Fort Mill students who use school district transportation to attend extracurricular activities might expect to pay an annual transportation fee in the coming school year.
The Fort Mill school board on Monday approved a $68.146 million fiscal 2008-2009 budget, but stipulated the administration present options at its next meeting for charging transportation fees. Board members most specifically discussed transportation costs the district currently pays for high school students to attend extracurricular activities.
A number of figures were thrown around Monday, but board member Michael Johnson pointed out the prevailing rate for other South Carolina schools already charging such a fee is $50 per student.
If Fort Mill does impose user fees, Johnson said he believes it can generate significant revenue.
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"With 2,000 students, a $50 fee would bring in about $100,000," he said. "We could hire two new teachers with that money."We could hire two new teachers with that money."
The budget the board adopted is about $2 million short on income and 13 teachers shy of what's needed to retain small teacher-student ratios. It was adopted unanimously. Board member Martha Kinard was absent. The budget shortfall is largely attributed to Act 388, which has replaced homeowners' taxes to operate schools with a penny sales tax. The sales tax distribution formula considers the state growth rate, not that of individual districts.
The state estimates its population growth this year at 1.8 percent. Fort Mill's school population grew by 10 percent during the same period. It's estimated at 11 percent in the future. School district officials estimate they would have received about $2 million more under the former system. Salaries and fringe benefits comprise about 87.5 percent of district operating expenses, meaning that the student population will continue to grow much faster than the district's ability to hire teachers.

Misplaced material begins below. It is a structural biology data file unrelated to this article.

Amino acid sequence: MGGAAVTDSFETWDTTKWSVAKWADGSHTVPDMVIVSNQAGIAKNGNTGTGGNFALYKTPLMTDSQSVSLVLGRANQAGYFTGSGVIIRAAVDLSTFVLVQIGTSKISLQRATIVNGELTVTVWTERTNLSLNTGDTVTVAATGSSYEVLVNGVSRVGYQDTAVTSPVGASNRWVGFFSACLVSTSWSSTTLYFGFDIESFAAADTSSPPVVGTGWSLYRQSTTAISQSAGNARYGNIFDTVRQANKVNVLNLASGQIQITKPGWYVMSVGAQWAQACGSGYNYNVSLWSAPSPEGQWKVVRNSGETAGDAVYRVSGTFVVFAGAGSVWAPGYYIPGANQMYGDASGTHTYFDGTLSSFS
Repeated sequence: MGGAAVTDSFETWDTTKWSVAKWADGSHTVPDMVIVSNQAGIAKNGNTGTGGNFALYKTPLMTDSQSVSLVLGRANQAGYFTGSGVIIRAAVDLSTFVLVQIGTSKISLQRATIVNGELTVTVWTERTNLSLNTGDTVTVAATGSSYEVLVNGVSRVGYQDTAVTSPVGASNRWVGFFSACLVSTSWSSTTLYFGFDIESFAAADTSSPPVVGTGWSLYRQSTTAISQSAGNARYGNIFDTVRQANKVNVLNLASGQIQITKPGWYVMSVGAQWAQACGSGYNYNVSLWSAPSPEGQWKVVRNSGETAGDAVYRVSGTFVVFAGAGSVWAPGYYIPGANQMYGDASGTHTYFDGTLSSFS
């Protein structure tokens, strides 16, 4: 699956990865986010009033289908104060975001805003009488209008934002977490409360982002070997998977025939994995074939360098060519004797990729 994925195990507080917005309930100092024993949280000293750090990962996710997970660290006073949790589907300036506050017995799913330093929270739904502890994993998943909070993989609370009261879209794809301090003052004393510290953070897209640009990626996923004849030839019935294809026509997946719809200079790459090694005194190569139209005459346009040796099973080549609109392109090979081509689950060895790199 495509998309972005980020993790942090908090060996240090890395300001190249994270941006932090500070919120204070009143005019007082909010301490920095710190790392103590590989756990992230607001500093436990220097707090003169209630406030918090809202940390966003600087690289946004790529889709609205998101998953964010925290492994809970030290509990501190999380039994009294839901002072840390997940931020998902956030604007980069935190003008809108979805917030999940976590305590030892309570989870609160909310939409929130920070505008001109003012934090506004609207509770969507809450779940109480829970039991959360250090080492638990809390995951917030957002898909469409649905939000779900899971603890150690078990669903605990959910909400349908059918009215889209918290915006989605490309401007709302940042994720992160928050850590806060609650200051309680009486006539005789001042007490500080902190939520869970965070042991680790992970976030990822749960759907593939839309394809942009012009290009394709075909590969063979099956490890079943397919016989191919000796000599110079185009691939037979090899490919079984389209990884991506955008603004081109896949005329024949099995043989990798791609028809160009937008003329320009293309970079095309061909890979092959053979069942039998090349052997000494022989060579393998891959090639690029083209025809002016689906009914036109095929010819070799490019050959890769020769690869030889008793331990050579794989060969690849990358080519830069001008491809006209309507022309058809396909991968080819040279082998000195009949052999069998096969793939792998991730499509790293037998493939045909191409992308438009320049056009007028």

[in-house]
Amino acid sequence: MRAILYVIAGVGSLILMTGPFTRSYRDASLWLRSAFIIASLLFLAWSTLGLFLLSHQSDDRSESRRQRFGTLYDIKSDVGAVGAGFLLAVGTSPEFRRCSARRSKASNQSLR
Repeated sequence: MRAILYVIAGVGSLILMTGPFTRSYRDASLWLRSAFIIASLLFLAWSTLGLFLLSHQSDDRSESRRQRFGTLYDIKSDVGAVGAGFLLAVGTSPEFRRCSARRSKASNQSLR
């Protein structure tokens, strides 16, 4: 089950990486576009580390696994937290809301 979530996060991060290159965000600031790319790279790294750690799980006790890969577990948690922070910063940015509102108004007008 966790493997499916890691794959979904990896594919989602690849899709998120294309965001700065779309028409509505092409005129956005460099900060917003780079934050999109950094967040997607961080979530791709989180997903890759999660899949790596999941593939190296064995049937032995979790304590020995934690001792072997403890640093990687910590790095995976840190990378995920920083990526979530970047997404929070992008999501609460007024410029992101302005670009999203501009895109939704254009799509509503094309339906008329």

The state education department considers Fort Mill the fastest- growing school district in the state. The district expects to have 930 more students in August than it had in August 2007. The state's fast-growing districts have rallied to seek a change in the formula. State Rep. Carl Gullick, (R-Rock Hill), attended Monday's board meeting and predicted others soon will join them.
"The political momentum will grow quickly," said Gullick, who added that changing the formula to base funding on district growth, not state growth,"will be my main priority next year."
State Sen. Wes Hayes, (R-Rock Hill), also has said he expects the movement to garner support in next year's Legislature. State Rep. Herb Kirsh, (D-Clover), an author of Act 388, also has indicated he would favor changes in the formula based on district growth.
Among items district officials trimmed from the budget was the annual $3,000 bonus for National Board Certified Teachers new to the district.
The district has two new elementary schools scheduled to open in 2009 and usually brings new principals on board the January before schools open for planning purposes. This budget does not include money to bring those two principals on board until July 2009.